As January draws to a close, I am weighed down by negativity, angst, fear, frustration and, who am I kidding, probably an extra 20 pounds. But I have the power to change all of that, and so I will begin today.
For me, 2017 will be a journey of gratitude. And my first step takes me back to fourth grade at St. Margaret’s Grammar School in Syracuse, New York.
Having been taught solely by Franciscan nuns for first through third grades, Miss Crader was a game changer for me. She had long dark hair that she would toss over her shoulders just like Cher. And she wore these big silver hoop earrings that were like nothing I ever saw up close before. I’d sit at my desk with my Dorothy Hamill haircut and unblemished earlobes thinking, “I can’t wait to grow up.”
She was the first person I ever heard say, “There’s no such thing as a stupid question.” She engaged every student in that classroom and made you feel as if your success was all she cared about. She was kind. She was smart. She willingly shared her faith. She had a great sense of humor and the respect of every one of her students.
I’m glad I stayed scrolling through Facebook long enough to see she is retiring because my gratitude journey will begin with her and take me on a mental walk down memory lane to all the teachers who have impacted my life so dramatically. Mrs. Barber, in the seventh grade, who taught us the art of speechwriting and who taught me to love public speaking. Ms. Cooper, who in high school opened my eyes to critical writing and, in doing so, opened my mind to critical thinking. And Dr. Badaracco, who my freshman year at Marquette, lovingly knocked me off my high horse and taught me how to survive in the real world.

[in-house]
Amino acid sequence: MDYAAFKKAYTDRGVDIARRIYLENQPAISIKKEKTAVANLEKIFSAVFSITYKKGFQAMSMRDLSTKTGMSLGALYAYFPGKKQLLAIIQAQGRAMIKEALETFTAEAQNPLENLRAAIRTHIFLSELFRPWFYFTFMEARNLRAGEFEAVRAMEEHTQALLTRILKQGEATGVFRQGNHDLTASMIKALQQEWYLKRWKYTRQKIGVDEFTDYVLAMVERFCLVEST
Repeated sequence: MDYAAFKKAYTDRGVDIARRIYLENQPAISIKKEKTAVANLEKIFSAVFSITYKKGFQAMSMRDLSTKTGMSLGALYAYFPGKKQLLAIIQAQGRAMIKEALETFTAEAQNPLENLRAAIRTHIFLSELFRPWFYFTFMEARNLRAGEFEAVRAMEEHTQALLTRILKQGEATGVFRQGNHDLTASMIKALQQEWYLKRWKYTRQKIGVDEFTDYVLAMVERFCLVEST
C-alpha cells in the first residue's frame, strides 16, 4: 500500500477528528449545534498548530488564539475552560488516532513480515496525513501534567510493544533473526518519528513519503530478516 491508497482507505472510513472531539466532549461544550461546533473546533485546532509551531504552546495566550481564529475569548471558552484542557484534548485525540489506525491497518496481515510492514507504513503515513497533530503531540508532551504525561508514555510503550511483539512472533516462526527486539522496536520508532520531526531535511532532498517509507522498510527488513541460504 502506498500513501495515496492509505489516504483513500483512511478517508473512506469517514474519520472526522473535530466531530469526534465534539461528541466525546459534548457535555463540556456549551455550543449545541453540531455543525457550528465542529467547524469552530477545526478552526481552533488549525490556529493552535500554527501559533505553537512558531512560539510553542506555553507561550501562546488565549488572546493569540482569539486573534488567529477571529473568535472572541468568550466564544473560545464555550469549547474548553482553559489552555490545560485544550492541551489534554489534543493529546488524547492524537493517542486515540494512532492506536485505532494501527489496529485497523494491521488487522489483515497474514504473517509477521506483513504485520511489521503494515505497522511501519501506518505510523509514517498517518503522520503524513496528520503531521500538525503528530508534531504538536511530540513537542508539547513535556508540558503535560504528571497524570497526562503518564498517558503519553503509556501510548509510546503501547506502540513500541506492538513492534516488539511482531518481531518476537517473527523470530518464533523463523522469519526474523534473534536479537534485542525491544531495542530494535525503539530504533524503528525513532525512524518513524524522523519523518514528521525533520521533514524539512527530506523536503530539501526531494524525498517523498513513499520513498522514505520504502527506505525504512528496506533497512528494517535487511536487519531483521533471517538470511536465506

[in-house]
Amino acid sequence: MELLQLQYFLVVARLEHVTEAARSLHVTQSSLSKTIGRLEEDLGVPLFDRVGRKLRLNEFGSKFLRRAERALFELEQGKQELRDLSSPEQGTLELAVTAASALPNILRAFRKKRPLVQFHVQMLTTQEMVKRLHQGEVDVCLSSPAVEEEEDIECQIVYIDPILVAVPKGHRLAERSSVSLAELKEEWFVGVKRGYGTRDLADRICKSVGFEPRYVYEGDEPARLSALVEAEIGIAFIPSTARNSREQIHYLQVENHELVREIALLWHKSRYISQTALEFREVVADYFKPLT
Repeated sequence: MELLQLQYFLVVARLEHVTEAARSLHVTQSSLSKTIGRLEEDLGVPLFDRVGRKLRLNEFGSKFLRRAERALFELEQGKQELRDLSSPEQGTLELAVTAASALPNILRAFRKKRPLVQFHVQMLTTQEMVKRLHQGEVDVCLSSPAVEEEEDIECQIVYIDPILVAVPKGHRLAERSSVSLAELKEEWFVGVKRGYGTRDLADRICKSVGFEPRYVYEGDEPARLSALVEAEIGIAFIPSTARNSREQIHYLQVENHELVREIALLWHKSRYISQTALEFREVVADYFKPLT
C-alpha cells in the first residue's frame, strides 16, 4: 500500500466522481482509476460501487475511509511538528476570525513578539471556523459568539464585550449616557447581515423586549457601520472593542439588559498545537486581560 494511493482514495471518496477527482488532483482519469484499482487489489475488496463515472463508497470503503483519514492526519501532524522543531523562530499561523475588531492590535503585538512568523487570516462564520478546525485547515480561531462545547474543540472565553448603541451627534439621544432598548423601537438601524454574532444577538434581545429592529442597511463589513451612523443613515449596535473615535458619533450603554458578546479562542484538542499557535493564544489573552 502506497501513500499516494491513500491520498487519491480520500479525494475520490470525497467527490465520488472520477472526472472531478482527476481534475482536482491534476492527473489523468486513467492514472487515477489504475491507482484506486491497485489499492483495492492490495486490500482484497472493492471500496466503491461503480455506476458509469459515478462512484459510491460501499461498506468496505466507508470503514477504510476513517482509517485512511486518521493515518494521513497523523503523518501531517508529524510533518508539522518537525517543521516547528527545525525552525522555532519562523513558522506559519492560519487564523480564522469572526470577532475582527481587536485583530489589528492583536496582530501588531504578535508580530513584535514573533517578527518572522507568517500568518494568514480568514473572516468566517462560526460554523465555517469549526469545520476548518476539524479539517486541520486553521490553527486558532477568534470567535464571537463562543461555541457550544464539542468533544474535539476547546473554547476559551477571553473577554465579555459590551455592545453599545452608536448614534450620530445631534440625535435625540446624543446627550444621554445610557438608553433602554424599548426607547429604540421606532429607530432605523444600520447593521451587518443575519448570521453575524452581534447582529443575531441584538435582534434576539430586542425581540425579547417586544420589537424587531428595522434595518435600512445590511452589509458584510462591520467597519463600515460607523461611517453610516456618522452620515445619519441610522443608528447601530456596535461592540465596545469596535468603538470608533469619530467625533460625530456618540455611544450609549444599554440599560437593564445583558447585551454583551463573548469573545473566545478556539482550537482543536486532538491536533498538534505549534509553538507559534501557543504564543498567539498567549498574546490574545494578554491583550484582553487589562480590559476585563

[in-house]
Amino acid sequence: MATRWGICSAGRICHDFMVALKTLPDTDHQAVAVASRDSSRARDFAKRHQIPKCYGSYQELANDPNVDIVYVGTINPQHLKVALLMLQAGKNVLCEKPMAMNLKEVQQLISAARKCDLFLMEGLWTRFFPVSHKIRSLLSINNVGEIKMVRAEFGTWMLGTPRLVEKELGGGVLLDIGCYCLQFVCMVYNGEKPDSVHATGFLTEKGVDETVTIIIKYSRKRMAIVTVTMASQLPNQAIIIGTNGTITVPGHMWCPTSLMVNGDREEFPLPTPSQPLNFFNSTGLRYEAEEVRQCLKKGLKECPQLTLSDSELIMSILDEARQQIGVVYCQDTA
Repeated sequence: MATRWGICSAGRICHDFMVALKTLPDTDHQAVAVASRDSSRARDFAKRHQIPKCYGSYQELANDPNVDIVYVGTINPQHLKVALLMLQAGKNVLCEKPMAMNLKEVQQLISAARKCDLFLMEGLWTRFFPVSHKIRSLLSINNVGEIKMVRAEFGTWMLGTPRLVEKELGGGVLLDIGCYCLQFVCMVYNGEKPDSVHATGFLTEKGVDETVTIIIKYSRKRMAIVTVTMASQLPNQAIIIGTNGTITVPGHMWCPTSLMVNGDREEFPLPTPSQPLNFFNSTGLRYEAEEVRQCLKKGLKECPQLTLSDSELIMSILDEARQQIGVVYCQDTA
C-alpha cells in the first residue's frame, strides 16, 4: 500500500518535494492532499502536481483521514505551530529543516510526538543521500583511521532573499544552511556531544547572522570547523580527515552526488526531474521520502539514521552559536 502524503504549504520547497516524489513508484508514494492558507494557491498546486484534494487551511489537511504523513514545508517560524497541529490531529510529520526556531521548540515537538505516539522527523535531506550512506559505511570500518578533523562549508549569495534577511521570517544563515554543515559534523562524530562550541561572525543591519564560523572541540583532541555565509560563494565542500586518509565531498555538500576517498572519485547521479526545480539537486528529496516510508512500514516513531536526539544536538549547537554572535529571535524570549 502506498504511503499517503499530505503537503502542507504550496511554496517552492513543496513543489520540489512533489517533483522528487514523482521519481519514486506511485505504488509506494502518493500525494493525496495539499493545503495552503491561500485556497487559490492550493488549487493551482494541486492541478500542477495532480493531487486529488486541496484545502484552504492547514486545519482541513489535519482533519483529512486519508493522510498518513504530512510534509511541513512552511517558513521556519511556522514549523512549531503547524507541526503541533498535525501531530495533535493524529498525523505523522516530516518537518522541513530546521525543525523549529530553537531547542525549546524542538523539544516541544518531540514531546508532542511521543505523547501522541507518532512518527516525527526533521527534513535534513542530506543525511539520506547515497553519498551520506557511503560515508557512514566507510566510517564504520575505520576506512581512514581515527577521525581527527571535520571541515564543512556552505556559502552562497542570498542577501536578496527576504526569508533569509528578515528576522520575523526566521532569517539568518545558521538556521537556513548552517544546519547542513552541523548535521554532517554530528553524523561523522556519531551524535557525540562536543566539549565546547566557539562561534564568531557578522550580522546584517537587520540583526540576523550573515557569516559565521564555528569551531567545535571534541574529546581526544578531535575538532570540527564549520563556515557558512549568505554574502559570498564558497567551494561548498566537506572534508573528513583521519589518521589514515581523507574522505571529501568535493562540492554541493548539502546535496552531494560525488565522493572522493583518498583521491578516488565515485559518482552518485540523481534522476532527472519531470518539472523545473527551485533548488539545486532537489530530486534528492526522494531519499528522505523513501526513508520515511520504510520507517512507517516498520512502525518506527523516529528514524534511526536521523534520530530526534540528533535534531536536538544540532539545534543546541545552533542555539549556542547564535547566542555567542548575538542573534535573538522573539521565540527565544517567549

I am grateful for the men and women who choose teaching as their vocation. I am lucky enough to know some who share their gifts in the public school system. I have met teachers and administrators making a dramatic impact on student’s lives in Detroit’s Charter Schools. And I have a lifetime of memories from those lay and religious that have shared God’s gifts with me, my husband and our children in Catholic schools.
It’s been forty years since I sat in Miss Crader’s classroom. I can still picture the view out her window. I can recall the smell of the desktop from when we would play Seven Up. I can visualize the walk we would take to the library–single file and silent. But, above all, I am keenly aware of the impact she had on the person I am today. For that, I am forever grateful.
And, I think it’s about time I tell her that too.
“At times our own light goes out and is rekindled by a spark from another person. Each of us has cause to think with deep gratitude of those who have lighted the flame within us.” –Albert Schweitzer